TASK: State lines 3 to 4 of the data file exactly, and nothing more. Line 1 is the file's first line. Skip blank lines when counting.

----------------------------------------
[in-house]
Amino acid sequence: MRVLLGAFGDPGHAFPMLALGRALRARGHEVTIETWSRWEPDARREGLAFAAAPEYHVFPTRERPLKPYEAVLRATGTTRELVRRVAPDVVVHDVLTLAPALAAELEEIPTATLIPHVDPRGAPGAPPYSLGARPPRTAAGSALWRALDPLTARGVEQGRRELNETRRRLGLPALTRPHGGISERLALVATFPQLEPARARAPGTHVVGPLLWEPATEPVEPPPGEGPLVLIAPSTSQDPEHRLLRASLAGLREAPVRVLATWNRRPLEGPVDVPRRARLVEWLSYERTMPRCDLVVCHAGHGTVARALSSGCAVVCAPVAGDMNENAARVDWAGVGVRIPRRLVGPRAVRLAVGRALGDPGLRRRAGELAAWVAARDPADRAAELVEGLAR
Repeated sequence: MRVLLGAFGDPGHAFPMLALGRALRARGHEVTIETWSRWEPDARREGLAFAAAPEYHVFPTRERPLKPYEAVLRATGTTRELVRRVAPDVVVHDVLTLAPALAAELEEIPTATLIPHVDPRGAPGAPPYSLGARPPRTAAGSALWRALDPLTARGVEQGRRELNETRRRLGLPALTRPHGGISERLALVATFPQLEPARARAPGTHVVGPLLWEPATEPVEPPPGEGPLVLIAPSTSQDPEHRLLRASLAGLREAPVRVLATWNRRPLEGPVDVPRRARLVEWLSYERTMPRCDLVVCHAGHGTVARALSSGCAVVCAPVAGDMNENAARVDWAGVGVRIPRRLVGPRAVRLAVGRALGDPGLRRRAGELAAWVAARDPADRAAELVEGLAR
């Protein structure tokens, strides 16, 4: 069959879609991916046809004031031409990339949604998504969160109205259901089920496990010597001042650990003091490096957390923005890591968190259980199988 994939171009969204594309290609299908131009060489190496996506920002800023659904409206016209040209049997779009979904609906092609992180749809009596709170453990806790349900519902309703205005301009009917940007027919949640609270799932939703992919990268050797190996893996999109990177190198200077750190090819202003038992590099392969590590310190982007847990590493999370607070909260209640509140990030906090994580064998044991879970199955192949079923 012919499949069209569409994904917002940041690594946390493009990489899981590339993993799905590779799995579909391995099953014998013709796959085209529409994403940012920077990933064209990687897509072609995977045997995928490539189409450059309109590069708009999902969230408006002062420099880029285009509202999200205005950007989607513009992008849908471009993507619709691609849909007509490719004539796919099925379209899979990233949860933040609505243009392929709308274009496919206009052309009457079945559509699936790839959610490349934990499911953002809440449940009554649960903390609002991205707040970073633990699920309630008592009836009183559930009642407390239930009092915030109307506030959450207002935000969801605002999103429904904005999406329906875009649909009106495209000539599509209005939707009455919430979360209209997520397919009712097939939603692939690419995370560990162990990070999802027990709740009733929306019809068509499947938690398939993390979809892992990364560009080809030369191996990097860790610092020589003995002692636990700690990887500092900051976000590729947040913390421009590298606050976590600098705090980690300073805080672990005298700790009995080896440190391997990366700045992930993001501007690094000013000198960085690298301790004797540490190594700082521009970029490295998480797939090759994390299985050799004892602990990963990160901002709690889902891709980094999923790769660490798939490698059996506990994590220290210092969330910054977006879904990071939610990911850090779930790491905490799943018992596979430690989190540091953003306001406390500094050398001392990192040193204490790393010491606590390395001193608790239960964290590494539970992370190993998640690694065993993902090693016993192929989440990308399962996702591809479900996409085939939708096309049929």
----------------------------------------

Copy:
Repeated sequence: MRVLLGAFGDPGHAFPMLALGRALRARGHEVTIETWSRWEPDARREGLAFAAAPEYHVFPTRERPLKPYEAVLRATGTTRELVRRVAPDVVVHDVLTLAPALAAELEEIPTATLIPHVDPRGAPGAPPYSLGARPPRTAAGSALWRALDPLTARGVEQGRRELNETRRRLGLPALTRPHGGISERLALVATFPQLEPARARAPGTHVVGPLLWEPATEPVEPPPGEGPLVLIAPSTSQDPEHRLLRASLAGLREAPVRVLATWNRRPLEGPVDVPRRARLVEWLSYERTMPRCDLVVCHAGHGTVARALSSGCAVVCAPVAGDMNENAARVDWAGVGVRIPRRLVGPRAVRLAVGRALGDPGLRRRAGELAAWVAARDPADRAAELVEGLAR
């Protein structure tokens, strides 16, 4: 069959879609991916046809004031031409990339949604998504969160109205259901089920496990010597001042650990003091490096957390923005890591968190259980199988 994939171009969204594309290609299908131009060489190496996506920002800023659904409206016209040209049997779009979904609906092609992180749809009596709170453990806790349900519902309703205005301009009917940007027919949640609270799932939703992919990268050797190996893996999109990177190198200077750190090819202003038992590099392969590590310190982007847990590493999370607070909260209640509140990030906090994580064998044991879970199955192949079923 012919499949069209569409994904917002940041690594946390493009990489899981590339993993799905590779799995579909391995099953014998013709796959085209529409994403940012920077990933064209990687897509072609995977045997995928490539189409450059309109590069708009999902969230408006002062420099880029285009509202999200205005950007989607513009992008849908471009993507619709691609849909007509490719004539796919099925379209899979990233949860933040609505243009392929709308274009496919206009052309009457079945559509699936790839959610490349934990499911953002809440449940009554649960903390609002991205707040970073633990699920309630008592009836009183559930009642407390239930009092915030109307506030959450207002935000969801605002999103429904904005999406329906875009649909009106495209000539599509209005939707009455919430979360209209997520397919009712097939939603692939690419995370560990162990990070999802027990709740009733929306019809068509499947938690398939993390979809892992990364560009080809030369191996990097860790610092020589003995002692636990700690990887500092900051976000590729947040913390421009590298606050976590600098705090980690300073805080672990005298700790009995080896440190391997990366700045992930993001501007690094000013000198960085690298301790004797540490190594700082521009970029490295998480797939090759994390299985050799004892602990990963990160901002709690889902891709980094999923790769660490798939490698059996506990994590220290210092969330910054977006879904990071939610990911850090779930790491905490799943018992596979430690989190540091953003306001406390500094050398001392990192040193204490790393010491606590390395001193608790239960964290590494539970992370190993998640690694065993993902090693016993192929989440990308399962996702591809479900996409085939939708096309049929």